clawgrip wrote:It's pronounced /yœ̯/. I will get to your answers soon, but I've noticed a major oversight on my consonant page, namely that final stops are not aspirated and are frequently unreleased. I will update the first post to reflect this.
Has the OP been fully updated? I'll try to find time tomorrow to give this a shot. [:)]
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Re: Himmaswa lian choo (Learn Himmaswa)

Post by clawgrip » Fri 16 Jan 2015, 11:36

I'm juggling a few things right now, but I'll try to add some new stuff to this soon.
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Re: Himmaswa lian choo (Learn Himmaswa)

Post by DesEsseintes » Sun 18 Jan 2015, 06:15

Just wanted to say that I am interested in learning (about) Himmaswa! I love conlang lessons, because they're.. errm.. like natlang lessons, I guess. [:P]
Spoiler:
I noticed, clawgrip, that you started this thread and the Yabushio Project at roughly the same time. I wonder if we have the same syndrome: whenever I want to really get stuck into a project I've had in my head for a while, a new idea magically appears out of nowhere and starts interfering with the project I originally set out to work on.
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Re: Himmaswa lian choo (Learn Himmaswa)

Post by clawgrip » Mon 19 Jan 2015, 16:33

Okay, a new lesson.

Lesson 3: Nouns

Along with verbs, nouns are one of the two core parts of speech of Himmaswa. Himmaswa nouns do not inflect for gender, number, or case, and do not typically change form in any way, making them relatively painless to learn.

Here are a few examples:

Image teen - "seed"
Image kaak - "animal"
Image kwang - "royal fern"
Image leum - "home"
ImageImage gakwñe - "fish scale"
ImageImage wiauydoul - "price"

Plural
Nouns may be singular or plural without inflection. The number of a noun typically needs to be identified by context. However, there is a pluralizing morpheme, Image beym. This can be placed after a noun to indicate the meaning "many".

ImageImage teen beym - "many seeds"
ImageImage kaak beym - "many animals"
ImageImage kwang beym - "many royal ferns"
ImageImage leum beym - "many homes"
ImageImageImage gakwñe beym - "many fish scales"
ImageImageImage wiauydoul beym - "many prices"

Associative Plural
Himmaswa has an associative plural, which means a single instance of a noun and a group associated with that noun in some way. Most often, this refers to people rather than things. In many cases, the associative plural is formed identically to the regular plural:

ImageImage Gleh'auk - "Gleh'auk" (given name)
Image fion - "king"
Image chgay - "school"

ImageImageImage Gleh'auk beym - "Gleh'auk and his friends/associates/family"
ImageImage fion beym - "the king and his procession; the monarchy"
ImageImage chgay beym - "the people at the school"

In cases where it is desirable to differentiate the associative plural from the standard plural, the construction NImageImage N-tom beym can be used. This is not, however, used with proper nouns, which, when pluralized, are always interpreted as associative plurals.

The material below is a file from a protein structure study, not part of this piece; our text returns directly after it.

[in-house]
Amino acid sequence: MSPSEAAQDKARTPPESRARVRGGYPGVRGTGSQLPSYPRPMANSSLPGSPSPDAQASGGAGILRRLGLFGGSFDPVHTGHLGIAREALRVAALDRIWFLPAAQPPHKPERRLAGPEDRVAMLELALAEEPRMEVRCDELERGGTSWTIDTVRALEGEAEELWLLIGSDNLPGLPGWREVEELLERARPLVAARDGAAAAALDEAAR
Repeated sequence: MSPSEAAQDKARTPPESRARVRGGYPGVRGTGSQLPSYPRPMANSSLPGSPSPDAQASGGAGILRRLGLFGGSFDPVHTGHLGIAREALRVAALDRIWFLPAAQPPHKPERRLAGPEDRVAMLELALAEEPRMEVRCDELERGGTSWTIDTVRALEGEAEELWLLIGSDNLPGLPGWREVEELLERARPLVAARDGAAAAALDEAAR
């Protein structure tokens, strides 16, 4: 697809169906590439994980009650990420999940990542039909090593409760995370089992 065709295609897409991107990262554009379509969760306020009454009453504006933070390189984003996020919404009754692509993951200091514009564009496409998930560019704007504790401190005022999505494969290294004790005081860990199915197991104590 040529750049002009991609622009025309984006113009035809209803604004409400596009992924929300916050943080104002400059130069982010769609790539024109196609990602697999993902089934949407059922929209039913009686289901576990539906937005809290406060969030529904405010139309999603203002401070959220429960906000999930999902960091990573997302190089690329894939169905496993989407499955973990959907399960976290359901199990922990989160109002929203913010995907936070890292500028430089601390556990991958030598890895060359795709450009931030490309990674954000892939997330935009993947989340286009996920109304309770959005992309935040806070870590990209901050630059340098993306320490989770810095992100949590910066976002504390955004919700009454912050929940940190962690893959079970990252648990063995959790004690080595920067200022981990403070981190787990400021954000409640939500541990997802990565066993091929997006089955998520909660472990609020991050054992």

ImageImageImage fion-tom beym - "the king and his procession; the monarchy"
ImageImageImage chgay-tom beym - "the people at the school"

Nonspecific indefiniteness
To indicate a general, prototypical, or hypothetical example, a noun can be compounded with the word ImageImage gaga, a nonspecific indefinite pronoun. This word comes before the noun it modifies:

ImageImageImage gaga-fion "a king; any king; all kings; kings"
ImageImageImage gaga-iok "a bee; any bee; all bees; bees"
ImageImageImage gaga-pkor "a harvest; any harvest; all harvests; harvests"

The nonspecific indefinite pronoun cannot be used with Image beym when it is used as a standard plural marker:

ImageImageImage gaga-mdaiy "a fern; any fern; all ferns; ferns"
*ImageImageImageImage *gaga-mdaiy beym *"any many ferns"

However, it can be used with the associative plural:

ImageImageImageImage gaga-heuubngoy "a farm; any farm; all farms; farms"
ImageImageImageImageImage gaga-heuubngoy beym "any farm and the people or things associated with it; farms, and the people/things associated with them"

The distinction between these two is made either by context, or with the word tom.

With proper nouns, this construction means "people named X":

ImageImageImageImage gaga-Gleh'auk - "people named 'Gleh'auk'"

Vocabulary
Word list from this lesson:
Image beym - plural, associative plural
Image chgay - "school"
Image fion - "king"
ImageImage gaga - nonspecific indefinite pronoun, also acts as prefix to make nonspecific indefinite nouns
ImageImage gakwñe - "fish scale"
ImageImage Gleh'auk - "Gleh'auk" (given name)
ImageImage heuubngoy "farm"
Image iok - "bee"
Image kaak - "animal"
Image kwang - "royal fern"
Image leum - "home"
Image mdaiy - "fern"
Image pkor - "harvest"
Image teen - "seed"
ImageImage -tom beym - associative plural
ImageImage wiauydoul - "price"

Exercise
Translate these to Himmaswa:

1. an animal
2. seeds
3. many farms
4. royal ferns (in general)
5. the people at home (i.e. associated with home)
6. fish scales (in general)